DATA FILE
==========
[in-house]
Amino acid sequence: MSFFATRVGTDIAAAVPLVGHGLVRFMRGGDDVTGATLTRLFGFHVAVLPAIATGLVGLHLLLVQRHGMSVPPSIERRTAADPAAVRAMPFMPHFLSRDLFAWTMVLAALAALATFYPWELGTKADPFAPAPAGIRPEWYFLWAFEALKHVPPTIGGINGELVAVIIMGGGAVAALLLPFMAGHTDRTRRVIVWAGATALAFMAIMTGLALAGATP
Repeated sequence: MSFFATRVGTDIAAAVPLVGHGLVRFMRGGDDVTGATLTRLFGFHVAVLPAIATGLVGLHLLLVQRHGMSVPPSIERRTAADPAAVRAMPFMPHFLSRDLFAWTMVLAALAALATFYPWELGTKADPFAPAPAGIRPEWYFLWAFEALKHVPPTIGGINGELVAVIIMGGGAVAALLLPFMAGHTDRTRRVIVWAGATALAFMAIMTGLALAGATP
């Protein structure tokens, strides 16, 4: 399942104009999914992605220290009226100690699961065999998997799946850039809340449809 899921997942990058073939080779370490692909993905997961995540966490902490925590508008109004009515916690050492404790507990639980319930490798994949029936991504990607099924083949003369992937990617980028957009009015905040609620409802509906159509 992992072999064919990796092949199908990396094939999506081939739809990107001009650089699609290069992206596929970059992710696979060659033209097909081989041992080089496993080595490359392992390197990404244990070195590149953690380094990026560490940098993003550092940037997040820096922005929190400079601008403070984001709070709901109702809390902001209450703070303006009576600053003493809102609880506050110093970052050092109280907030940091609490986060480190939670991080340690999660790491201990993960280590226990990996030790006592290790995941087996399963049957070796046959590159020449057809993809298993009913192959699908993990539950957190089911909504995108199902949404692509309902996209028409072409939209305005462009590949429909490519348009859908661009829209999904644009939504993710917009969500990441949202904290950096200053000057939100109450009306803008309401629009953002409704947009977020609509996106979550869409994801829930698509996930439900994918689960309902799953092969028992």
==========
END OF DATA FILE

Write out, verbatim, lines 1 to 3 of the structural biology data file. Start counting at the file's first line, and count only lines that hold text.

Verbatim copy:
[in-house]
Amino acid sequence: MSFFATRVGTDIAAAVPLVGHGLVRFMRGGDDVTGATLTRLFGFHVAVLPAIATGLVGLHLLLVQRHGMSVPPSIERRTAADPAAVRAMPFMPHFLSRDLFAWTMVLAALAALATFYPWELGTKADPFAPAPAGIRPEWYFLWAFEALKHVPPTIGGINGELVAVIIMGGGAVAALLLPFMAGHTDRTRRVIVWAGATALAFMAIMTGLALAGATP
Repeated sequence: MSFFATRVGTDIAAAVPLVGHGLVRFMRGGDDVTGATLTRLFGFHVAVLPAIATGLVGLHLLLVQRHGMSVPPSIERRTAADPAAVRAMPFMPHFLSRDLFAWTMVLAALAALATFYPWELGTKADPFAPAPAGIRPEWYFLWAFEALKHVPPTIGGINGELVAVIIMGGGAVAALLLPFMAGHTDRTRRVIVWAGATALAFMAIMTGLALAGATP